Shropshire Blue

$26.99/Lb


If you've been to England, you've probably seen it around: the carrot-colored paste and those royal blue veins. The orange color comes from annato, a natural, vegetable food coloring found in many cheeses. Full-flavored and unpressed, this bright orange cheese has a surprisingly smooth texture. A golden, russett rind forms after each cheese is made by hand, creating a sharp, tangy cheese that stands out among its blue brethern. A peppery Pinot Noir balances out the robust flavor of this cheese lingering on the palate.


Just the Facts

Country
United Kingdom
Region
Leicestershire
Milk Type
Cow
Pasteurization
Pasteurized
Rennet Type
Vegetarian
Age
2-4 months

Pour a glass of...
  • Pinot Noir

    Lighter bodied and delicate. Old World style generally offers more funk, New World more fruit.

    Old World Pinot: Flavors of fresh cherries and raspberry balanced by a barnyard funk and high minerality. Sometimes has floral aromas, reminiscent of rose petal.

    Pair with: Almost anything! Works with funky Frenchies Epoisses and Langres, or mild natural rinds like Tomme de Savoie.

    New World Pinot: More sugary, with jam-like fruit, dried cherries, oak, and spice.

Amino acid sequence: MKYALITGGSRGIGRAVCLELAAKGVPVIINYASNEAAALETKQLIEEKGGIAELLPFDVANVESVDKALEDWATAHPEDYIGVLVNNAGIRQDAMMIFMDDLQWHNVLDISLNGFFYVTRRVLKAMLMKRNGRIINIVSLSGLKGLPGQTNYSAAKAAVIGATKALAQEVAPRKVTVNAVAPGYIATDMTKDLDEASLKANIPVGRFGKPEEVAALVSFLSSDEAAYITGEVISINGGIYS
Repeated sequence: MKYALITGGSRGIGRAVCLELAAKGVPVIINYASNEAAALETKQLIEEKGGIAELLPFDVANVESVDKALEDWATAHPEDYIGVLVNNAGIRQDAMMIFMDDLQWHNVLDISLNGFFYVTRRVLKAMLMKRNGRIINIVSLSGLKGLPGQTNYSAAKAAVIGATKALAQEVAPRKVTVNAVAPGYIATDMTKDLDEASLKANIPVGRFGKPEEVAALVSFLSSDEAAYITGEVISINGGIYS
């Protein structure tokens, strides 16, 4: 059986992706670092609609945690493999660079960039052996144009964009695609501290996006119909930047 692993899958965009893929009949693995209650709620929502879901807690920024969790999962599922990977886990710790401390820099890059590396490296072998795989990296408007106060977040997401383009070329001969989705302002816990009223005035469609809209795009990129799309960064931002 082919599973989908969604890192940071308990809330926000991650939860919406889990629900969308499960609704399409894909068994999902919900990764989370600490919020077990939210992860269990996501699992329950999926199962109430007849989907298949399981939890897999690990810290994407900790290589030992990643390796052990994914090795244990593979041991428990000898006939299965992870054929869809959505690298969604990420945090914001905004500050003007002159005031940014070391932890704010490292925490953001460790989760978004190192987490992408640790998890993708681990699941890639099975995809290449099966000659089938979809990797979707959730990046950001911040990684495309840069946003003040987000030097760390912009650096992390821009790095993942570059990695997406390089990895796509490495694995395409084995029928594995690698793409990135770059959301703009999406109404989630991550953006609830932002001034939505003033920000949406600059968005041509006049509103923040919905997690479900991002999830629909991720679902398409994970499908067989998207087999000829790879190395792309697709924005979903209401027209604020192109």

Pair with: Full, fatty flavors. Alpines, cheddars, and Manchego.



  • Porters and Stouts

    Porter, Stout, Imperial Stout

    Welcome to the dark side of beer. Porters and Stouts are born of heavily roasted malted barley, which colors the beer and develops toasty flavors recalling chocolate, coffee, and chicory. Looks can be deceiving, though: dark doesn’t always mean strong. Porters and stouts can be incredibly light in body, or big boozy affairs that pour like syrup.

    Pair with: A mild, creamy blue like Cambozola Black.

  • Riesling

    This food-friendly wine ranges from super sweet to quite dry. Acidity, minerality, and aromas of tropical fruit are almost always present.

    Dry: Characterized by bracing acidity and stark minerality. Tropical fruit on the nose, stunningly balanced flavor overall.

    Pair with: This versatile wine works equally well with a fresh chevre (bringing out acidity) as it does a stinker like Willoughby (playing up the sweet/salty contrast).



    Sweet: The other end of the spectrum offers a cloyingly sweet, syrupy wine. Aromas of ripe peaches and tropical fruit dominate, along with floral, perfumed accents.

    Pair with: With something this strong it’s best to contrast the sweetness with something funky or salty: A pungent washed rind like Grayson or a punchy blue like Bleu du Bocage.